In either situation, there is no way to “value” inventory, not as an agent. That being said, it is highly unlikely that the inventory will sell for cost. A future business owner will likely decide that buying new inventory is a better option than paying full price for existing inventory. You would do the same if you were buying it. The price of the inventory will have to be discounted for it to be of interest to a future purchaser. Exactly how much, is not easy to determine. You may have to wait and see what the interested parties offer and work from there.

Mar 31, 2011
Report Abuse
John F.
Miami, FL

It appears your are looking to buy both the real estate and business. Two completely different components and valuation methods. I was a state certified General Appraiser in California for 15 years performing many many appraisals on similar properties. First thing you would have to do is determine the most likely buyer. An investor, who would likely purchase the property as an investment or an owner/user who would purchase it for his own business. I don't know that market but judging by your questions it looks like its most like going to be purchased by an owner/user or yourself. That being said, comparisons of other similar grocery stores would suffice and you could just utilize the price per sq.ft. comparison method of the sale comparison approach. ie. extracting the price/sf unit from similar box retail sales (make sure those sales didn't include the business). You can also utilize the income approach to back up your price per sq.ft. conclusion. In this method you have to determine market rent (rent survey) of the subject property. Once you estimate market rent you can estimate Gross annual income, vacancy and collection loss and operating expenses to derive your Net operating income (NOI). Once you have the NOI you can utilize the capitalization theory ( NOI/Capitalization rate = Value) to determine value. Capitalization rate can be derived from similar building sales provided the income information is readily available.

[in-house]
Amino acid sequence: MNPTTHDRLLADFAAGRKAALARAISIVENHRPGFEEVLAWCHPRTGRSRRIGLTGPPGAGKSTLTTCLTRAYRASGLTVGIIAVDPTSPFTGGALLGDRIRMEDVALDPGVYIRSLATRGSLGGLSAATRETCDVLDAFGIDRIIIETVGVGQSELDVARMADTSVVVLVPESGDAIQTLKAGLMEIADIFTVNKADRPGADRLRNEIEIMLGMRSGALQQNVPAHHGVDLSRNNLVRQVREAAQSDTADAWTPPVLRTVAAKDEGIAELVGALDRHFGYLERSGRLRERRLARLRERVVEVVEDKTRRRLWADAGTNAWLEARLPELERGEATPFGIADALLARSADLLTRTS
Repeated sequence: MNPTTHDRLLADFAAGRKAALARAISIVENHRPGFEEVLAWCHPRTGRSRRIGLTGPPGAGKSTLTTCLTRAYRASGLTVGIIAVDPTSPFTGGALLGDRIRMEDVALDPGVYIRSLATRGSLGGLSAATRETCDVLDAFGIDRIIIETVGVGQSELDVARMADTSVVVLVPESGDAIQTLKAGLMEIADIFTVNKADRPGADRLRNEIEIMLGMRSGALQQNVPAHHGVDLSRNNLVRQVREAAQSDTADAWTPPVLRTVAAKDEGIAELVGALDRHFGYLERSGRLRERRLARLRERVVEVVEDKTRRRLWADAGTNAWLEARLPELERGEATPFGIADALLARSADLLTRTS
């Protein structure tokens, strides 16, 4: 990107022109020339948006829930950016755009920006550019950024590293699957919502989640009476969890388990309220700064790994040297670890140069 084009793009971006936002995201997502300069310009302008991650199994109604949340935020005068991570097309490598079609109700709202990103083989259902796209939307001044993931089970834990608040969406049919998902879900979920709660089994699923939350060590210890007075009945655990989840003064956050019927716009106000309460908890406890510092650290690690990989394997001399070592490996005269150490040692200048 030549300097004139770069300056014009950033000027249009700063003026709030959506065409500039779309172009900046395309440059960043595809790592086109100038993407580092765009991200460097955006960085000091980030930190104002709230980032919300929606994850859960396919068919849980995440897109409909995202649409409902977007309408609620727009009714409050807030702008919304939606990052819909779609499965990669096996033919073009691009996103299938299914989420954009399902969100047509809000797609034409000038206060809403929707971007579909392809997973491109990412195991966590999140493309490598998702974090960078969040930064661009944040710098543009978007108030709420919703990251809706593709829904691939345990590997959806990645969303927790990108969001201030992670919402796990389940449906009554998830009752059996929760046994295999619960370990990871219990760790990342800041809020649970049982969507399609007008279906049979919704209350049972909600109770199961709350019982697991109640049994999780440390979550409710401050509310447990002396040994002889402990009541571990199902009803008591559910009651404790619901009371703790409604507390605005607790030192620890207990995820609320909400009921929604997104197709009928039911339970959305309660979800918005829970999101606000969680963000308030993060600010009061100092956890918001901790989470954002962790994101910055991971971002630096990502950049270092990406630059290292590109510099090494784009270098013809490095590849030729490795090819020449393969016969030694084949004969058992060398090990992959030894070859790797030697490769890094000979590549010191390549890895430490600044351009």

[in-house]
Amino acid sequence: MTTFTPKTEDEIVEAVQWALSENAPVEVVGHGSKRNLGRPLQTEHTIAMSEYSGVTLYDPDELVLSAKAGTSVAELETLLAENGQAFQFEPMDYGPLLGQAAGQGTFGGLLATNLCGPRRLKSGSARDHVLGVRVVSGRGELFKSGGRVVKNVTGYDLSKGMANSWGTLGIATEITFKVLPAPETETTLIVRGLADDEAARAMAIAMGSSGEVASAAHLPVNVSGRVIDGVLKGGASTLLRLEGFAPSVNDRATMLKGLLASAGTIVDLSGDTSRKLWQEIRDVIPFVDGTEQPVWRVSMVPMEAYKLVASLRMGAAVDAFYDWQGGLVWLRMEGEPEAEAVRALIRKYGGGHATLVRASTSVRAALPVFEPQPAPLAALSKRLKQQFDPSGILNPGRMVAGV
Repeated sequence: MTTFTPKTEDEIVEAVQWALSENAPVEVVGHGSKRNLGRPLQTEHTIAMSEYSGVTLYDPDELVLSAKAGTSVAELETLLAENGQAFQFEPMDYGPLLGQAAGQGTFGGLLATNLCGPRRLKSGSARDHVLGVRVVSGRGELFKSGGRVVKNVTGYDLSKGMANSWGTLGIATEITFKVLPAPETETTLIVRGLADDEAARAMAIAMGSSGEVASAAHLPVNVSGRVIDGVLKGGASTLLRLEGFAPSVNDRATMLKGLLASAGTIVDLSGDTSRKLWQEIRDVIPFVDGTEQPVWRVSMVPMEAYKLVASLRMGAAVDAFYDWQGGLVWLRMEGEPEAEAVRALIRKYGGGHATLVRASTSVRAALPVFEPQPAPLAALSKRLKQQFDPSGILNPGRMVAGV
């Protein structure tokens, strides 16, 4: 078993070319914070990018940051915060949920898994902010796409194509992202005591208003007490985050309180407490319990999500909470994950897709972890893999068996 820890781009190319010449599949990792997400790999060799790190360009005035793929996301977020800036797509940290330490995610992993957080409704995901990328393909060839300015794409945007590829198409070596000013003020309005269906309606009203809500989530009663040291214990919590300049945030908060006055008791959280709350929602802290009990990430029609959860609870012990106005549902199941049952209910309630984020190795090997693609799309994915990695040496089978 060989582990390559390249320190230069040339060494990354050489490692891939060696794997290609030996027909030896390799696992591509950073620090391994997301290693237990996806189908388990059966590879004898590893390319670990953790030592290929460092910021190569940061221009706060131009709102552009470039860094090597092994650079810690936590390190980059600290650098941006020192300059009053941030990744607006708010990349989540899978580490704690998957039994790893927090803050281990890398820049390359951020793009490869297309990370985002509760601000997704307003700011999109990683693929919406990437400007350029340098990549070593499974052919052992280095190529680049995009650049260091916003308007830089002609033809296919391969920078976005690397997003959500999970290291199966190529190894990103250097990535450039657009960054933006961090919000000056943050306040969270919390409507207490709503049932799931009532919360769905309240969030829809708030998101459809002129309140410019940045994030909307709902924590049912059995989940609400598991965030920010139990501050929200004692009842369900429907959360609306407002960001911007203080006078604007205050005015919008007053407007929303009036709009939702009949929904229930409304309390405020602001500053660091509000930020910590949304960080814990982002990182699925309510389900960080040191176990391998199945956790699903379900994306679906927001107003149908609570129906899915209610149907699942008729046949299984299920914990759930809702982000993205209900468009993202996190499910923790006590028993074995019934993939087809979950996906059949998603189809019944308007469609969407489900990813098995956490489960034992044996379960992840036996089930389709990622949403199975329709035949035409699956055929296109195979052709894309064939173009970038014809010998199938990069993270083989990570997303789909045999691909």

Business Valuation is not my cup of tea. You would have to seek another professional for that or do the research. Below is a link to follow which gives you a general rule of thumb indicator of what other businesses have sold for.

Mar 31, 2011
Report Abuse

Welcome to Answers

LoopNet Answers is where the commercial real estate community shares what they know to help each other out. And it's all for free.

Ask a question to get advice from brokers, investors, professionals and local experts.

Answer questions to raise your visibility as a trusted advisor and build new relationships.

Ask a Question

Post Question